Superstorm Sandy’s Devastating Aftermath

Superstorm Sandy's Devastating AftermathMillions of people from Maine to the Carolinas awoke Tuesday without power, and an eerily quiet New York City was all but closed off by car, train and air as superstorm Sandy steamed inland, still delivering punishing wind and rain. The U.S. death toll climbed to 33, many of the victims killed by falling trees.

‘Hardest-hit areas’

At least 7.4 million people across the East were without electricity. Airlines canceled more than 12,000 flights. Lower Manhattan, which includes Wall Street, was among the hardest-hit areas after the storm sent a nearly 14-foot surge of seawater, a record, coursing over its seawalls and highways and into low-lying streets.

Water cascaded into the gaping, unfinished construction pit at the World Trade Center, and the New York Stock Exchange was closed for a second day, the first time that has happened because of weather in more than a century. A huge fire destroyed as many as 100 houses in a flooded beachfront neighborhood in Queens on Tuesday, forcing firefighters to undertake daring rescues. Three people were injured.


‘Weakening as it goes’

The death toll climbed rapidly, and included 17 victims in New York State — 10 of them in New York City — along with four dead in Pennsylvania and three in New Jersey. Sandy also killed 69 people in the Caribbean before making its way up the Eastern Seaboard. In New Jersey, a huge swell of water swept over the small town of Moonachie, near the Hackensack River, and authorities struggled to rescue about 800 people, some of them living in a trailer park. And in neighboring Little Ferry, water suddenly started gushing out of storm drains overnight, submerging a road under 4 feet of water and swamping houses. Police and fire officials used boats and trucks to reach the stranded.

Remnants of the hurricane were forecast to head across Pennsylvania before taking another sharp turn into western New York by Wednesday morning. Although weakening as it goes, the storm will continue to bring heavy rain and flooding, said Daniel Brown of the National Hurricane Center in Miami.

Do you think there will ever be another storm as fierce as Sandy? How should people cope with its aftermath?

Source: Yahoo News

Image: News.com.au

The Journey Towards More Effective Giving

If you are among the fortunate ones who have managed to multiply their wealth to many millions or billions, then the decision to donate to charity is one that should not be made in a snap. Nowadays, philanthropists are becoming more and more keen that the money there are funneling to charities are being used properly and effectively.

The concept of strategic philanthropy involves giving that is built around careful research and structured strategies to make it as effective as possible. This notion has recently been the trend in giving. It is actually an attempt to go beyond the usual charity where you just give your monetary donations without knowledge on how it is going to be used. Several organizations are now in place to dispense advice to those who want to make sure that the portion of their wealth they are parting with will certainly go to good causes.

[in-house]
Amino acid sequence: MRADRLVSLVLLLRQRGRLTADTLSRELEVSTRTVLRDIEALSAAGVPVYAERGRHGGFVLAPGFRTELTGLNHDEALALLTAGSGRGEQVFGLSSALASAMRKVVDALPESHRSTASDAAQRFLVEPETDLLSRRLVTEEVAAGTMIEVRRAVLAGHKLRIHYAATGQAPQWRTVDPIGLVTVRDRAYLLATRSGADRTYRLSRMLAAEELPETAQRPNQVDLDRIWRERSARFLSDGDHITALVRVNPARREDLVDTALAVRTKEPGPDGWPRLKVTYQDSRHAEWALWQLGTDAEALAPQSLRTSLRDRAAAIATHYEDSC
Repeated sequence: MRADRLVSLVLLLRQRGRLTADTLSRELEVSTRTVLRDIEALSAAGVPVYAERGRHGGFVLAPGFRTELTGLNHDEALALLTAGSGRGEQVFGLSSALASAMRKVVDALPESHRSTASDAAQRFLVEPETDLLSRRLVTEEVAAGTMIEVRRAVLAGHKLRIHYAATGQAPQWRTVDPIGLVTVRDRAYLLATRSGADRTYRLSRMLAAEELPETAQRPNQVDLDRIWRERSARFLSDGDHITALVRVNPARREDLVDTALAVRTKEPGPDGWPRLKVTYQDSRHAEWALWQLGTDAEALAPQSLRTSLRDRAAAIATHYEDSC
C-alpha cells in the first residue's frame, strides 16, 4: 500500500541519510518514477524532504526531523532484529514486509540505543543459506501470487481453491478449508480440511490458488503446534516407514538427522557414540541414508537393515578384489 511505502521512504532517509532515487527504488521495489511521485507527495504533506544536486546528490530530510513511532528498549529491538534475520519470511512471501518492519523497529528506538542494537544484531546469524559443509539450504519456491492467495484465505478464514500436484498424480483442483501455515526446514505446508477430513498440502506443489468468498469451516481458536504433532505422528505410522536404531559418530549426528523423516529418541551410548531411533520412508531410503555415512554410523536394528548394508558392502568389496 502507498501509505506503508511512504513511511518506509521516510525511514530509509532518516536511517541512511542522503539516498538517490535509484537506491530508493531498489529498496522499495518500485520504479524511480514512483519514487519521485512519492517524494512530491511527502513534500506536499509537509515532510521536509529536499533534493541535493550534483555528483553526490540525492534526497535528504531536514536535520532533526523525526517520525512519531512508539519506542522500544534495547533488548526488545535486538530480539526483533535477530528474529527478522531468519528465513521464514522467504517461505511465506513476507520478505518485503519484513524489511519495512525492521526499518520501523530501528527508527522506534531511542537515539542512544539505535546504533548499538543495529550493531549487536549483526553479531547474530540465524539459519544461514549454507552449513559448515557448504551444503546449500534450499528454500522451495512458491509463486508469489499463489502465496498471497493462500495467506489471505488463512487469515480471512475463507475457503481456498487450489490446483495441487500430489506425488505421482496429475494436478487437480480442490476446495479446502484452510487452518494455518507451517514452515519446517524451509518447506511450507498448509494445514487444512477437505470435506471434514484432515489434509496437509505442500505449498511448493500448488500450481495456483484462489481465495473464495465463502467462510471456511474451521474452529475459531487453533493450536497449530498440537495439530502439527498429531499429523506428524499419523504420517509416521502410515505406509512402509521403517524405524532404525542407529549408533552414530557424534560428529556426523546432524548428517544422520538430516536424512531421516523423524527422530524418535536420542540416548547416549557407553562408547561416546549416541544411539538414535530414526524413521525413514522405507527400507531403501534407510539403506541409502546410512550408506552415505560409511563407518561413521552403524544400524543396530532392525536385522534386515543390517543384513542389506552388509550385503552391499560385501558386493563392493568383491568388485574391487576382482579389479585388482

Before, people have been focusing on the administration costs. But now, philanthropists are encouraged to concentrate more on the output of their donations instead. So, charitable organizations are now pressured to produce concrete proof of results. For example, with regards to education programmes: Philanthropists would want to measure the impact of their donation to the results of these programmes.


One of the reasons why funders have turned to strategic philanthropy is the financial crisis that hit the world in the last few years. Those who are blessed enough put their money in a foundation, invest it then circulate the interest to charitable projects. But this process has produced lesser financial returns on their investments. So now, they want to focus on funding that really provide an impact. The crisis has also caused government funding to dry up, thereby leaving it up to the potential benefactors to decide about taking over and replacing the funding.

Another trend is the social impact bond, which aims to utilize private investment to block social problems and save the government money. In this phenomenon, philanthropists usually provide advance funding and are remunerated by the government if the targeted goals have been reached. The higher the social impact, the higher the return.

Some remain sceptic regarding the long-term success of social impact bonds, and others have accused them of being just another form of privatization. Still, the ultimate goal is to utilize philanthropic fund in the best way it should be — and this is exactly what philanthropists are working to achieve.

Do you think strategic philanthropy is better than the traditional? Have you involved yourself in some charitable activities lately?

Source: Triple Pundit